October 2, 2016
word of the year

650,000 Words Later

A rough count of the number of words I have written and made publicly available since 2007 sits at ~650,000 words … between books, articles, posts and essays.

CC Dan Allison

I had not thought to count them before.
Sometimes I wonder if those words are actually making a difference. Are they even supposed to make a difference?
Some argue writers ought to write for themselves. I’m not sure if I agree with that. I write so I can learn–trying to become a better autodidact during the writing process–but on the other hand, I *publish* what I write to hopefully help others.
If I don’t publish the words I am merely learning. If I am not sharing the words I am solely an autodidact. But when I publish I become both an autodidact and a teacher.
Maybe that’s the key.
The question is, am I a good enough autodidact to be a worthy teacher?
Maybe that’s a question for all of us. Are we both an autodidact and a teacher?
Can I become a better writer, teacher and thus autodidact?
I hope I can write another 650,000 words.

6 Replies to “650,000 Words Later”

  1. Interesting post Dan, thank you. One can always write better, teach better, learn better. I’m not so convinced by the term autodidact. Whilst we can learn without the benefit of a teacher and be “self taught” in the strictest sense, we constantly absorb from others, learn from others, imitate others, develop through others both close to us or far from us. Do we do anything that separates the “self” from others in the learning process – that helps us improve along the way?

    1. Thanks Marie-Louise. I don’t view the term autodidactic as learning through myself, rather, learning about myself (and others) through others. I think of being an autodidact as someone (in this case, me) who simply dictates his own curriculum. That’s why I write … and why I publish. I decide what I want to learn. How I learn is my own choice, which–aside from formal classroom learning–comes in many, many forms.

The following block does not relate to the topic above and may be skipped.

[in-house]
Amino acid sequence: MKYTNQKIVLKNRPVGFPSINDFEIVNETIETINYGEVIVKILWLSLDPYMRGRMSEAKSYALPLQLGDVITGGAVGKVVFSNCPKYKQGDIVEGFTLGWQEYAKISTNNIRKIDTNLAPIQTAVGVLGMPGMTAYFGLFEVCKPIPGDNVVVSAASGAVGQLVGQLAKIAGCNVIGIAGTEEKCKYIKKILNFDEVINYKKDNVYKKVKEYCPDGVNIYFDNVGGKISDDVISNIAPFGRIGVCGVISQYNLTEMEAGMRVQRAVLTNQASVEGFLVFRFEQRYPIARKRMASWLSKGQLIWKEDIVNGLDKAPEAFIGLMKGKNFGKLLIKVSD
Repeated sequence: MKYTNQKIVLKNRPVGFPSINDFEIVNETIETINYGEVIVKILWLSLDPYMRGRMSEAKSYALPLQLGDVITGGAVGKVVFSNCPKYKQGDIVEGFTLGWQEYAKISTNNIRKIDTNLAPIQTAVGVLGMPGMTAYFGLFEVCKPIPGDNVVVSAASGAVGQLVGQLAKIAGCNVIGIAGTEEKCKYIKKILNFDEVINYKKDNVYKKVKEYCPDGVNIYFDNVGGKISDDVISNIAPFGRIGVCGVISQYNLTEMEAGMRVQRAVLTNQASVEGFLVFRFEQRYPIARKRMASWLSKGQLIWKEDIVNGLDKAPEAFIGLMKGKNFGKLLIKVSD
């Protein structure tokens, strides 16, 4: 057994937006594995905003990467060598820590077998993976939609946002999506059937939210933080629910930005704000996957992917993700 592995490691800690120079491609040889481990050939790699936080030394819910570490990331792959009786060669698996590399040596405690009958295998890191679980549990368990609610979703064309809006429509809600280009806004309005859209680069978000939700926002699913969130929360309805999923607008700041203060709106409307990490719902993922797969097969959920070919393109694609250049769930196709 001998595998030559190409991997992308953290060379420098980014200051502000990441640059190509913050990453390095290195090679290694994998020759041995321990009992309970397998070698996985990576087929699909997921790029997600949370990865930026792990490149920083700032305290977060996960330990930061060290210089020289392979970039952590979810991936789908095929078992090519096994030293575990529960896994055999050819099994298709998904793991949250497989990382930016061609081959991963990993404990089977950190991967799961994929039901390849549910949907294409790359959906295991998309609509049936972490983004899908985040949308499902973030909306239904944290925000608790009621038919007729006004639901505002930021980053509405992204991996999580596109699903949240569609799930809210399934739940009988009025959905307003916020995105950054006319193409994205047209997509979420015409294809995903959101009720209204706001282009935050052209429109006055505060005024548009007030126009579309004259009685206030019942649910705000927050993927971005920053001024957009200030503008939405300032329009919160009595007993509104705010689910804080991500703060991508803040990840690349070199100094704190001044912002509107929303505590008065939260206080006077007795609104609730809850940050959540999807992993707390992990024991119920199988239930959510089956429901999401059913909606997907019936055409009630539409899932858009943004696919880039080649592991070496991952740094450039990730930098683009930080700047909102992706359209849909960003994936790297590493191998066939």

1. Agreed – thank you. But what I find I often ask myself is how much of what I might “choose” to learn is separated from the people, ideas, thoughts, happenings, developments around us…so perhaps it’s less of a personal choice than one might imagine?

        1. Perhaps. In terms of writing a book, I do “choose” to dive deep into a topic so I can learn as much as possible about it. Serendipitous or happenstance learning happens all the time for me, and is indeed affected by those people, thoughts, happenings, etc. that are around me.

  2. I get this. When I found that I needed to learn about and understand some concept or area of interest I decided to schedule a class to teach that to a group of adults at some point. Then I dug in and learned in a focused way. As is said, if you can teach it, you understand it. Broadened my knowledge and, hopefully, helped others in their quest for specific knowledge. So, write another 650,000 words! Learning (and teaching) is life long.

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